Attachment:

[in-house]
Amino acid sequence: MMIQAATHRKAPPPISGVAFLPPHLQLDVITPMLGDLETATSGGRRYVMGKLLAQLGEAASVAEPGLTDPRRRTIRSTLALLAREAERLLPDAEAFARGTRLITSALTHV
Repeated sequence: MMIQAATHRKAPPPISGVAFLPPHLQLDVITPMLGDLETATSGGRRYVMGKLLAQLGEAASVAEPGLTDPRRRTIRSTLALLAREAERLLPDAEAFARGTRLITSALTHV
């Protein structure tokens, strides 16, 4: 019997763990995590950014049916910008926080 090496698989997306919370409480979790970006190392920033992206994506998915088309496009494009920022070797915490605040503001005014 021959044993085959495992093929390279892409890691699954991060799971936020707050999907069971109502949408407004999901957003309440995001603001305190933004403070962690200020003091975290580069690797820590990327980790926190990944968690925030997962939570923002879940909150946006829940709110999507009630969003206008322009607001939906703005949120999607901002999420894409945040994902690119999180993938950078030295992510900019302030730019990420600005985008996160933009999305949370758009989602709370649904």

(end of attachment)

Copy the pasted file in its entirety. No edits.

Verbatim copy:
[in-house]
Amino acid sequence: MMIQAATHRKAPPPISGVAFLPPHLQLDVITPMLGDLETATSGGRRYVMGKLLAQLGEAASVAEPGLTDPRRRTIRSTLALLAREAERLLPDAEAFARGTRLITSALTHV
Repeated sequence: MMIQAATHRKAPPPISGVAFLPPHLQLDVITPMLGDLETATSGGRRYVMGKLLAQLGEAASVAEPGLTDPRRRTIRSTLALLAREAERLLPDAEAFARGTRLITSALTHV
């Protein structure tokens, strides 16, 4: 019997763990995590950014049916910008926080 090496698989997306919370409480979790970006190392920033992206994506998915088309496009494009920022070797915490605040503001005014 021959044993085959495992093929390279892409890691699954991060799971936020707050999907069971109502949408407004999901957003309440995001603001305190933004403070962690200020003091975290580069690797820590990327980790926190990944968690925030997962939570923002879940909150946006829940709110999507009630969003206008322009607001939906703005949120999607901002999420894409945040994902690119999180993938950078030295992510900019302030730019990420600005985008996160933009999305949370758009989602709370649904």